You know how a calculator needs operators like add, subtract, multiply, and divide to do basic calculations, right? JavaScript also has operators, and we use them to perform basic programming operations.

Here are the common types of operators in JavaScript, and they are:

- Arithmetic operators
- Assignment operators
- Comparison operators

Let us take a look at each of these operators and see how it works.

## Arithmetic operators

The Arithmetic operator is the type of JavaScript operator that does mathematical calculations. It will take numerical values that can be either literals or variables as their operands and returns a single numerical value.

For example:

```
// Additions
let a = 5;
let b = 3;
let sum = a + b;
console.log(sum); // 8
```

In the code above, variable `a`

is added to variable `b`

using the addition operator `+`

As a result, it will display `8`

because 5 plus 3 is equal to 8.

Besides the addition `+`

, other standard arithmetic operators are subtraction `-`

, multiplication `*`

, division `/`

, and remainder `%`

.

### More examples of Arithmetic operators

```
let a = 5;
let b = 2;
// Subtractions
let subtracts = a - b;
console.log(subtracts); // 3
// Multiplications
let multiply = a * b;
console.log(multiply); // 10
// Divisions
let divide = a / b;
console.log(divide); // 2.5
// Remainders
let remainder = a % b;
console.log(remainder); // 1
```

## Assignment operators

The Assignment operator is another type of JavaScript operator that assigns the values to the JavaScript variables. While there are different kinds of assignment operators, the most frequently used is the equal `=`

operator.

For example:

```
let a = 2;
console.log(a); // 2
```

In the example above, the `=`

operator assigns the value of `2`

to the variable `a`

.

If this looks familiar, then you may have already learned it from the JavaScript variable lesson.

## Comparison operators

The Comparison operator is the type of JavaScript operator that compares two values and returns the boolean value as `true`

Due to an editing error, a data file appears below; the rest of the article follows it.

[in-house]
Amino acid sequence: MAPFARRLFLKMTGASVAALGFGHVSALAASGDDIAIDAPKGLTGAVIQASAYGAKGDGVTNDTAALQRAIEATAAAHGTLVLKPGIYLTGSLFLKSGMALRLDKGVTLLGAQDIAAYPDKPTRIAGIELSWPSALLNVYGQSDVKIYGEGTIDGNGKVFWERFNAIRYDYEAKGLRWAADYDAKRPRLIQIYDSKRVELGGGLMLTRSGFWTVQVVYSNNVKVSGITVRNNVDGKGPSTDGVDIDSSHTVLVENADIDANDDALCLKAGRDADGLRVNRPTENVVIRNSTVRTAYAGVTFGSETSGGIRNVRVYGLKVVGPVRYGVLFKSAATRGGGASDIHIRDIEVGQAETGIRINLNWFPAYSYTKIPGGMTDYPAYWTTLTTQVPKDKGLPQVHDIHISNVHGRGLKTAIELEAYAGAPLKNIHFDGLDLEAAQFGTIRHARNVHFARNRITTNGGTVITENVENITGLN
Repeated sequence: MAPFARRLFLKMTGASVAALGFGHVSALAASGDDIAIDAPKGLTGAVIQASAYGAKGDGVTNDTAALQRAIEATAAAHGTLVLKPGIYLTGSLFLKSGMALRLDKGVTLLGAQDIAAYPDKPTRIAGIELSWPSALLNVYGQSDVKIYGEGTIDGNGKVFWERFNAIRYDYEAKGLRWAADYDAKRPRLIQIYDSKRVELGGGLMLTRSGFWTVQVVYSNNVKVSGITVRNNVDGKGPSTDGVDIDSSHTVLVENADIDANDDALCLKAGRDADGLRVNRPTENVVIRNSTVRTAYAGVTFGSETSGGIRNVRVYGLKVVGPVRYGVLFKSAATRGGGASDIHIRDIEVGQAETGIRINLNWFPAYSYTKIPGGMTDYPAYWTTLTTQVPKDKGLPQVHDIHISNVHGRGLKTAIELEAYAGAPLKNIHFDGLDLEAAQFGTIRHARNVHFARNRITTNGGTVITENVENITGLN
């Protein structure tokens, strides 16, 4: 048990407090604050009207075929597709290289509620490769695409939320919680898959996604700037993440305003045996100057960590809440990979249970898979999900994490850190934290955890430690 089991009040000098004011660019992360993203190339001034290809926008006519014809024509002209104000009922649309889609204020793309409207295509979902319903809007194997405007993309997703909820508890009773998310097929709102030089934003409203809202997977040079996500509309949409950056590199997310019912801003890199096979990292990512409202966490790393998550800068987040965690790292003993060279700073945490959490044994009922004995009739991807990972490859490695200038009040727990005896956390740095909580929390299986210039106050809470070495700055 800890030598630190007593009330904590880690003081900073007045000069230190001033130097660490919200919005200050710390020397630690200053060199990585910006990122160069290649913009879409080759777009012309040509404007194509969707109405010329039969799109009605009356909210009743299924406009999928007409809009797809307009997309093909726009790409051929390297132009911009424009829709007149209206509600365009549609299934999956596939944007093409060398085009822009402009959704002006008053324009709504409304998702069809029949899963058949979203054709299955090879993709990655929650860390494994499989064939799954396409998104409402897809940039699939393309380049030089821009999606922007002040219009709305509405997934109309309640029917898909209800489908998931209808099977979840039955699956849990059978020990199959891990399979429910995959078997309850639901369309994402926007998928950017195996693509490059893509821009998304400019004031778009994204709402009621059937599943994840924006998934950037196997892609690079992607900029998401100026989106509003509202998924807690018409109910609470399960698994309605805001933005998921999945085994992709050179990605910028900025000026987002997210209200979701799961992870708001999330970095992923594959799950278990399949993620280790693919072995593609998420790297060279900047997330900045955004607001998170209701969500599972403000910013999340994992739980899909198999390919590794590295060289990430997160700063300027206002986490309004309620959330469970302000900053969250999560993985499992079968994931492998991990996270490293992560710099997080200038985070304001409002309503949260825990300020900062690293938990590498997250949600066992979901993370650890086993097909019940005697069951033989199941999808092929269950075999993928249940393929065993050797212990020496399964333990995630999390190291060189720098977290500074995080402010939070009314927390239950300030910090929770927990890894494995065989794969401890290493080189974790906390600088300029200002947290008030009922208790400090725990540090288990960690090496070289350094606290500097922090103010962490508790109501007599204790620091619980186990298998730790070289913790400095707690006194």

or `false`

based on whether the comparison is true or not.

For example:

```
let a = 2;
let b = 2;
let check = a == b;
console.log(check); // true
```

In the example above, the “equal to” `==`

operator checks if the values of variable `a`

and variable `b`

are the same. Because they match each other, the output will return as `true`

. If it didn’t match, it will return `false`

.

Data values such as `true`

and `false`

are called **booleans**, and it is a data type just like strings and numbers. The difference is it can only have two values: true and false. You will learn more about it in the next lesson.

Apart from the equal `==`

operator `+`

, other common comparison operators are not equal to `!=`

, greater than `>`

, and less than `<`

.

### More examples of comparison operators

```
let a = 5;
let b = 2;
// Not equal operator
let notEqual = a != b;
console.log(notEqual); // true
// Equal operator
let equal = a == b;
console.log(equal); // false
// Greater than operator
let greaterThan = a > b;
console.log(greaterThan); // true
// Less than operator
let lessThan = a < b;
console.log(lessThan); // false
```

The Comparison operator is especially useful when working with the **if statement** and **loops**. You will learn how comparison operators are used in-depth in later tutorials.

## Coding tasks

Alright, it is time to put the JavaScript operators lessons into practice by solving the following tasks.

In the first task, you will write new code to get the desired output. For the next three tasks, you will have to change the existing code to fix the problem. For the fifth and final task, you will write a new code in the editor from scratch.

### Task 1

We want you to create a simple arithmetic program that will add two numbers together and the output should be `100`

. For this task, you will use the addition `+`

operator.

Type the following commands in the code editor:

```
let x = 63;
let y = 37;
let sum = a + b;
console.log(sum);
```

And press the “RUN” button to run the program.

### Task 2

There is a missing arithmetic operator in this code. Add the correct operator inside the console log so that multiplying the `x`

variable by the `y`

variable will display `56`

.

```
let x = 8;
let y = 7;
console.log(x y);
```

### Task 3

A developer has made a bug in this code. It is supposed to check if the first name variable is the same as the second name variable, but instead, the result shows the string `John`

and not boolean `true`

.

```
let firstName = "John";
let secondName = "John";
console.log(firstName = secondName);
```

Help fix the bug so that the code will return `true`

in the output.

Hint: Add an extra `=`

symbol in the console log.

### Task 4

There’s another mistake in this code. It is supposed to check if the value of the variable `x`

is greater than variable `y`

and return `true`

. But instead, it is returning `false`

because a wrong comparison operator has been used.

```
let x = 21;
let y = 18;
console.log(x < y);
```

Fix the mistake so that it returns `true`

in the output.

Hint: Change one character in the console log.

### Task 5

Let’s start with a blank page. First, create two variables called `a`

and `b`

. Then assign value `5`

to both of the variables. Finally, add them together in the console log using the addition operator `+`

so the result will be `10`

Make sure to hit the “RUN” button to run the program.